Dangerous fire conditions are building in NSW after temperatures soared across the state and strong winds fan erratic bushfire behaviour.
Bureau of Meteorology spokesman Grahame Reader says dangerous bushfire conditions spiked on Friday with hot temperatures reaching the mid 40s in the western parts of the state.
"We have another dangerous fire weather day unfolding, presenting a difficult combination of very high temperatures and changing winds," he told reporters.
"The northwesterly winds will be very hot."
Strong northwesterly winds with gusts of 60km/h have been recorded in parts of the state and are forecast to move up the coast of NSW, he added.
Authorities are also concerned about a strong southwesterly wind change with gusts of up to 90km/h which is expected to come through later in the evening.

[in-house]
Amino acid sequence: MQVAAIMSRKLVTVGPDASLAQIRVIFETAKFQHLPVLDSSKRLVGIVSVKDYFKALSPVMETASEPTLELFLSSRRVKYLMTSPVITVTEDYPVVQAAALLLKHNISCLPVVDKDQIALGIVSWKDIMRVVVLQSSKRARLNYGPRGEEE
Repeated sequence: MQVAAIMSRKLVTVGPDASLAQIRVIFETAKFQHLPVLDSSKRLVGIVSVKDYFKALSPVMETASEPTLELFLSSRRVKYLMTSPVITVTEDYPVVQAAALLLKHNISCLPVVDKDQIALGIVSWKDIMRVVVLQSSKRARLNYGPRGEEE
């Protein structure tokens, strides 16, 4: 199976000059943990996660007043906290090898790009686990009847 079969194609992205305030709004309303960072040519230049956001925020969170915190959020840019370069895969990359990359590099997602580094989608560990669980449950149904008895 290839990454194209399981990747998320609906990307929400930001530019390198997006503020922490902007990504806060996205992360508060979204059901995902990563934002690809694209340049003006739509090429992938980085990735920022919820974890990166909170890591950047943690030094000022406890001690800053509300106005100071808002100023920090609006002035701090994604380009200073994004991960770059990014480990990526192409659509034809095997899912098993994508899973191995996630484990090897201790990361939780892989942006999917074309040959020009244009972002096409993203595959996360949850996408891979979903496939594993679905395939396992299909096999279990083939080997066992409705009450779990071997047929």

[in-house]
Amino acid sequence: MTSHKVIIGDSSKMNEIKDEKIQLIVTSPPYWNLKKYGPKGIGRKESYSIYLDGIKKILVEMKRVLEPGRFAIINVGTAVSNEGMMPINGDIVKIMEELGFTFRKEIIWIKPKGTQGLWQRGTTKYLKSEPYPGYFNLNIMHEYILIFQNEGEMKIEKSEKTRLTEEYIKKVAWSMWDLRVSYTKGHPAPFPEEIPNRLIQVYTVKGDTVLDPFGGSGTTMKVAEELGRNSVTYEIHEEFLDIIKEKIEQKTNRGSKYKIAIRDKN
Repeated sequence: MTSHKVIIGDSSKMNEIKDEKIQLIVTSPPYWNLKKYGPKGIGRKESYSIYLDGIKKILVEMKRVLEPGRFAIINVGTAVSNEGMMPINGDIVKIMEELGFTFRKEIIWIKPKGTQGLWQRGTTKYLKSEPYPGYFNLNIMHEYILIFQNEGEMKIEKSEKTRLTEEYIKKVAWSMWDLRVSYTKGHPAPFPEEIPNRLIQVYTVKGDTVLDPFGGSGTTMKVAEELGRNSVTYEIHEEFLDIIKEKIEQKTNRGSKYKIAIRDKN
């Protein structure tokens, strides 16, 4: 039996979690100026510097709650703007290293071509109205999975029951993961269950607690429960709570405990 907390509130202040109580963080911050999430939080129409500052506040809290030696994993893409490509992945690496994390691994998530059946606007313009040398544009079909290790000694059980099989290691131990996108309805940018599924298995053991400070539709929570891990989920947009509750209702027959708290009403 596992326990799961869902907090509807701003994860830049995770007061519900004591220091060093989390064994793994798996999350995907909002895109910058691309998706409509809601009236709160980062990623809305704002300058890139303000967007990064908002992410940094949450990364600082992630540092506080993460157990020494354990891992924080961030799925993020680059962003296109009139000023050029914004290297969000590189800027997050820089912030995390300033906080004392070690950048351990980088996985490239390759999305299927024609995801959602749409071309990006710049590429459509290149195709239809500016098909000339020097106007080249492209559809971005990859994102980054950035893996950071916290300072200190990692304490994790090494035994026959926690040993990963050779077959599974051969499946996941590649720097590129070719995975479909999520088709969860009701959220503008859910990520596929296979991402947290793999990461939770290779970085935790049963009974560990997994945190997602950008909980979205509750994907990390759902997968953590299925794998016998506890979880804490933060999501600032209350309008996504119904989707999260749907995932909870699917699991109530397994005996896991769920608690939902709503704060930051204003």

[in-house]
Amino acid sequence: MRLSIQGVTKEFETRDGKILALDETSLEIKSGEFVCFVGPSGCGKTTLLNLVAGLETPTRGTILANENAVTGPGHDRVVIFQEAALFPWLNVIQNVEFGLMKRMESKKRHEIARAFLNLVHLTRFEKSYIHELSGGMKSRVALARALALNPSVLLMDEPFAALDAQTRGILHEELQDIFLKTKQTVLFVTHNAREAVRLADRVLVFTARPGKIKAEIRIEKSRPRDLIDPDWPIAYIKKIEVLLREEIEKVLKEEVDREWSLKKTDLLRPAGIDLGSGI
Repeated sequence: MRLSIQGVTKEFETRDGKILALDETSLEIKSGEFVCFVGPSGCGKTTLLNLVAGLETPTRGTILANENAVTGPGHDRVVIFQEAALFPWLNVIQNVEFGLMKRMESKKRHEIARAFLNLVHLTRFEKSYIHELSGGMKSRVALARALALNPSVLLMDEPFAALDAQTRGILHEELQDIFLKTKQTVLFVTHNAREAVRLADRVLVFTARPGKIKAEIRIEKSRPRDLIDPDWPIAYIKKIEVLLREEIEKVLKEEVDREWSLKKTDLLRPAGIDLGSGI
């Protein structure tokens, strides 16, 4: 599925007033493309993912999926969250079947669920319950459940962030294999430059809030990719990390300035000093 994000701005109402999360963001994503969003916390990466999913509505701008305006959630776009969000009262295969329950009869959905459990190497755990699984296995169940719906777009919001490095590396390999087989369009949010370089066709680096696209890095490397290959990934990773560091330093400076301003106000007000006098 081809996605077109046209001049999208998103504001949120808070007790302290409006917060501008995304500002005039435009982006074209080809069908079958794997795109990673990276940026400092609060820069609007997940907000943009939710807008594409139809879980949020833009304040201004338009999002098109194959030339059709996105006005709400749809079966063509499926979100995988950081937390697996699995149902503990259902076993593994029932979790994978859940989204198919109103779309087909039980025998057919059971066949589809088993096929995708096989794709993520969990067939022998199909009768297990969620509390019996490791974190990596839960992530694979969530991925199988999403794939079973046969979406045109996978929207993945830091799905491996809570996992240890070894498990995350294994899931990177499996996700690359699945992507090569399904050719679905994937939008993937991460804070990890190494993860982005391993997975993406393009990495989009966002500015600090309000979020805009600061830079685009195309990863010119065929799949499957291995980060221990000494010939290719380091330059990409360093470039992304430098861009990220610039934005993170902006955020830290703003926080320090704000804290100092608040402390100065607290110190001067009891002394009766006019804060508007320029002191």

"We are expecting a very significant, strong and gusty southwesterly change to come through, which has obviously got an abrupt shift in the winds, which is problematic in its own right," Mr Reader said.
"The change is critical. The winds really peak around the change and the directions shift is very sharp and particularly gusty."
The change is expected in Bega about 8pm, Nowra about 11pm and Sydney early on Saturday morning.
An extreme fire warning is in place for the southern slopes while severe fire warnings have been issued for the Monaro Alpine region, ACT, southern ranges and eastern Riverina.
The NSW Rural Fire Service said the southerly change would fan "erratic and dangerous" fire behaviour.
"We'll see hot temperatures, high 30s and low 40s, across parts of NSW. It's the hot, dry winds that will prove once again to be the real challenge," RFS Commissioner Shane Fitzsimmons told reporters on Friday.
Fire conditions will gradually ease early on Saturday as temperatures drop in the wake of the southerly change, Mr Reader said.
"There will be showers and isolated thunderstorms in coastal parts and adjacent ranges.
"These are probably not significant falls. There could be heavier falls locally but that won't be widespread."
Australian Associated Press